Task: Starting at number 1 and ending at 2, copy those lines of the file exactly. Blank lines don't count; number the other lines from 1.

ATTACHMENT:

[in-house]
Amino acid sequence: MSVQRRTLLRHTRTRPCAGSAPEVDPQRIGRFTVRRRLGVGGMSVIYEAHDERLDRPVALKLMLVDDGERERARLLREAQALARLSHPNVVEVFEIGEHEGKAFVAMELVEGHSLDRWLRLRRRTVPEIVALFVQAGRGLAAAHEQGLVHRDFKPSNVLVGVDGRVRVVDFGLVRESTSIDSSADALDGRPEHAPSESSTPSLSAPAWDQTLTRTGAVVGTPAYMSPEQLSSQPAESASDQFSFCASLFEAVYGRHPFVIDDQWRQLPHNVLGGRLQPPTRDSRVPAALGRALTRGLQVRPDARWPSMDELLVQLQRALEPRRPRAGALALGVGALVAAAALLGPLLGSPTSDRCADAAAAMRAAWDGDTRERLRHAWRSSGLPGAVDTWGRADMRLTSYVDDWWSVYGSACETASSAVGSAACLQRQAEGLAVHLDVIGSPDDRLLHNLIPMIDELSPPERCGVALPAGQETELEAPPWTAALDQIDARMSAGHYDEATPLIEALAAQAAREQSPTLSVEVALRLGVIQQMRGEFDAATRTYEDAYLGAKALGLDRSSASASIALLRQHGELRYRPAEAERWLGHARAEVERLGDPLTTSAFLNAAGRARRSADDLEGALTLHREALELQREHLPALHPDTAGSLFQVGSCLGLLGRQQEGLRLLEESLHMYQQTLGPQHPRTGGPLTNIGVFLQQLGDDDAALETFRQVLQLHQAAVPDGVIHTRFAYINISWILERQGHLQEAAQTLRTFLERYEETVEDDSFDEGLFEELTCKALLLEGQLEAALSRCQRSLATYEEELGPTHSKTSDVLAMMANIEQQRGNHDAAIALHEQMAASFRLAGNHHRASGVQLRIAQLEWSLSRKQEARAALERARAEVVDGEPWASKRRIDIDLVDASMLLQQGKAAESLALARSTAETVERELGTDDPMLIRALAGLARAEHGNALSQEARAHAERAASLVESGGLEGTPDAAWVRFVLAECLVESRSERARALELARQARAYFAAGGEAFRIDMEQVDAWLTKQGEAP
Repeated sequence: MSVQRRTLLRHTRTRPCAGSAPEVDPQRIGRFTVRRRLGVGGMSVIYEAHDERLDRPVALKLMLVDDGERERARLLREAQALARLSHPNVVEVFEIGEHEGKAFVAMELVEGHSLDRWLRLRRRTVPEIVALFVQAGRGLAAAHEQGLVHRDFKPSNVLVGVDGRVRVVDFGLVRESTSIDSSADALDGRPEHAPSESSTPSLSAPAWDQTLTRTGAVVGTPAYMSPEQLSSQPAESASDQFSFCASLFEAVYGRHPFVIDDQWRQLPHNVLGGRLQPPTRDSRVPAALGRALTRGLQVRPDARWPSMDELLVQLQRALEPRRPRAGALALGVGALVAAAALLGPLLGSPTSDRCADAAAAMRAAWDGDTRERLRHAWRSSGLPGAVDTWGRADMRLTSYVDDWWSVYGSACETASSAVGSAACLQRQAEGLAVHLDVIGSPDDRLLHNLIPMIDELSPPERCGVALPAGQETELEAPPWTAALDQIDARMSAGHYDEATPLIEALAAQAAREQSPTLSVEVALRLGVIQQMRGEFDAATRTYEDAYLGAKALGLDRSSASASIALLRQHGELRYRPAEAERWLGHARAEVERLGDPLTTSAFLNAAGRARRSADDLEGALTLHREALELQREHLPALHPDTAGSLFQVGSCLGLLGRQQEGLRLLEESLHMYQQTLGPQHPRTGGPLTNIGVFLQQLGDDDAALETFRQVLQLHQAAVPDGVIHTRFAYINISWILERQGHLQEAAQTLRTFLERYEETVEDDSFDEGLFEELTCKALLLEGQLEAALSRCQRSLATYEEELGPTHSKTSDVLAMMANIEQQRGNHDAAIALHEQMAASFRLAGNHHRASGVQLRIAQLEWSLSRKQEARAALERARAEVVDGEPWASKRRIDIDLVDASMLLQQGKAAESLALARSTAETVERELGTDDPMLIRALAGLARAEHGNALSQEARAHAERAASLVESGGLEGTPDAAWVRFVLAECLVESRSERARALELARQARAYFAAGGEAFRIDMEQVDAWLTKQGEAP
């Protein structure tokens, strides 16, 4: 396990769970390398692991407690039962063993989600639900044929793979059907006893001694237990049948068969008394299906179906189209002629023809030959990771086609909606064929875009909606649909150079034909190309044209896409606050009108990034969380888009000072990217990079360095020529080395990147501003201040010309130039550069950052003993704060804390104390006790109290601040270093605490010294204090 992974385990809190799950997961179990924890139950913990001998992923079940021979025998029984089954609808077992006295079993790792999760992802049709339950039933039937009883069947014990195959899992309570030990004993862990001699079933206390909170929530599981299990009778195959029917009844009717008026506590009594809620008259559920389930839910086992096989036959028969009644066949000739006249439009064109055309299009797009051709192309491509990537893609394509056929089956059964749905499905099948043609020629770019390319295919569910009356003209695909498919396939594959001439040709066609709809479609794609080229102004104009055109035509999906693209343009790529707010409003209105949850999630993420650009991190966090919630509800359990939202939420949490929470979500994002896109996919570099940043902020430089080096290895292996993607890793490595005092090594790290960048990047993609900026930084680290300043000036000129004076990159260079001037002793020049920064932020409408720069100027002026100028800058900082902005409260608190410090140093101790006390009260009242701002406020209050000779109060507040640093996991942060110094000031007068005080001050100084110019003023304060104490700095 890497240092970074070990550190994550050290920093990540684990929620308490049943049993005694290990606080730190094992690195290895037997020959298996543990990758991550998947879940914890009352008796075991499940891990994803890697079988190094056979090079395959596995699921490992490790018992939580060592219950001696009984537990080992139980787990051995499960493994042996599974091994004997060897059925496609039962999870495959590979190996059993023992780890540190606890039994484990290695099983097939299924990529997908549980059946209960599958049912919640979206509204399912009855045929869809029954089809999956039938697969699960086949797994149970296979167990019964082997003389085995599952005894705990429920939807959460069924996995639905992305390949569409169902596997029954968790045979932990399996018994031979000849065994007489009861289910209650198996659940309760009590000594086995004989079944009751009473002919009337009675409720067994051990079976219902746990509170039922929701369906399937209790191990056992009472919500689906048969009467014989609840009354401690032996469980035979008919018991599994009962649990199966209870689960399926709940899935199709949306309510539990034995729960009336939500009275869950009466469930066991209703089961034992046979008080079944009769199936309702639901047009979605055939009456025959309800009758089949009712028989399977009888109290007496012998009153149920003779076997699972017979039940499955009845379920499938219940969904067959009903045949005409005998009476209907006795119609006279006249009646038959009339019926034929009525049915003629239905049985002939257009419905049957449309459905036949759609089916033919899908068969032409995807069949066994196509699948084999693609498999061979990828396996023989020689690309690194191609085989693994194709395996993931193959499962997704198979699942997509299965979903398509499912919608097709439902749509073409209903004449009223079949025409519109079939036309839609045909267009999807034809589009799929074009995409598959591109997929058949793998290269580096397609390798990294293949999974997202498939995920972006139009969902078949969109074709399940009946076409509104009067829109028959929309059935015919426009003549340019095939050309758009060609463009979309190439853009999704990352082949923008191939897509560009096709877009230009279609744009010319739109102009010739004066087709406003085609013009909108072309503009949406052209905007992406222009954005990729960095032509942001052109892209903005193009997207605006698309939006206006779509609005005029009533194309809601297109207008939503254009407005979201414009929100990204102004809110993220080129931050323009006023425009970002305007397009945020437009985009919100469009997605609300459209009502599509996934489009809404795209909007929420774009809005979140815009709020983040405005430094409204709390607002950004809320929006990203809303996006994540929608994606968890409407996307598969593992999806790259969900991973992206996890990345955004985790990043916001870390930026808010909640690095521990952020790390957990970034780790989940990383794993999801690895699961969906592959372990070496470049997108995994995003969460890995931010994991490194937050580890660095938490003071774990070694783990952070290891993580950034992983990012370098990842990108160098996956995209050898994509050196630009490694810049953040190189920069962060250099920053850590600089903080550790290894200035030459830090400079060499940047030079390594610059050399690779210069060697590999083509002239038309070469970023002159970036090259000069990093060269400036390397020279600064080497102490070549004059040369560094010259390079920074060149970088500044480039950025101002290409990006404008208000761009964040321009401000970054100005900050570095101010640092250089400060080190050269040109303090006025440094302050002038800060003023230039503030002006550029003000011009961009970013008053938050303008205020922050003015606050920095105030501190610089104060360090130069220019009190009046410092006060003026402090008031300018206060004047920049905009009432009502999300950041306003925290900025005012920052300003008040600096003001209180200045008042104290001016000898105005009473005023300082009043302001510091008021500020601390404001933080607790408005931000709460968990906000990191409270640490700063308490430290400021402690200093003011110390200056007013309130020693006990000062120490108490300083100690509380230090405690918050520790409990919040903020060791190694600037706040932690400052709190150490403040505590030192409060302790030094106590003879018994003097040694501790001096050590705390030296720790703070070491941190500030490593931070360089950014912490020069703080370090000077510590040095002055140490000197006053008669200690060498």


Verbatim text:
[in-house]
Amino acid sequence: MSVQRRTLLRHTRTRPCAGSAPEVDPQRIGRFTVRRRLGVGGMSVIYEAHDERLDRPVALKLMLVDDGERERARLLREAQALARLSHPNVVEVFEIGEHEGKAFVAMELVEGHSLDRWLRLRRRTVPEIVALFVQAGRGLAAAHEQGLVHRDFKPSNVLVGVDGRVRVVDFGLVRESTSIDSSADALDGRPEHAPSESSTPSLSAPAWDQTLTRTGAVVGTPAYMSPEQLSSQPAESASDQFSFCASLFEAVYGRHPFVIDDQWRQLPHNVLGGRLQPPTRDSRVPAALGRALTRGLQVRPDARWPSMDELLVQLQRALEPRRPRAGALALGVGALVAAAALLGPLLGSPTSDRCADAAAAMRAAWDGDTRERLRHAWRSSGLPGAVDTWGRADMRLTSYVDDWWSVYGSACETASSAVGSAACLQRQAEGLAVHLDVIGSPDDRLLHNLIPMIDELSPPERCGVALPAGQETELEAPPWTAALDQIDARMSAGHYDEATPLIEALAAQAAREQSPTLSVEVALRLGVIQQMRGEFDAATRTYEDAYLGAKALGLDRSSASASIALLRQHGELRYRPAEAERWLGHARAEVERLGDPLTTSAFLNAAGRARRSADDLEGALTLHREALELQREHLPALHPDTAGSLFQVGSCLGLLGRQQEGLRLLEESLHMYQQTLGPQHPRTGGPLTNIGVFLQQLGDDDAALETFRQVLQLHQAAVPDGVIHTRFAYINISWILERQGHLQEAAQTLRTFLERYEETVEDDSFDEGLFEELTCKALLLEGQLEAALSRCQRSLATYEEELGPTHSKTSDVLAMMANIEQQRGNHDAAIALHEQMAASFRLAGNHHRASGVQLRIAQLEWSLSRKQEARAALERARAEVVDGEPWASKRRIDIDLVDASMLLQQGKAAESLALARSTAETVERELGTDDPMLIRALAGLARAEHGNALSQEARAHAERAASLVESGGLEGTPDAAWVRFVLAECLVESRSERARALELARQARAYFAAGGEAFRIDMEQVDAWLTKQGEAP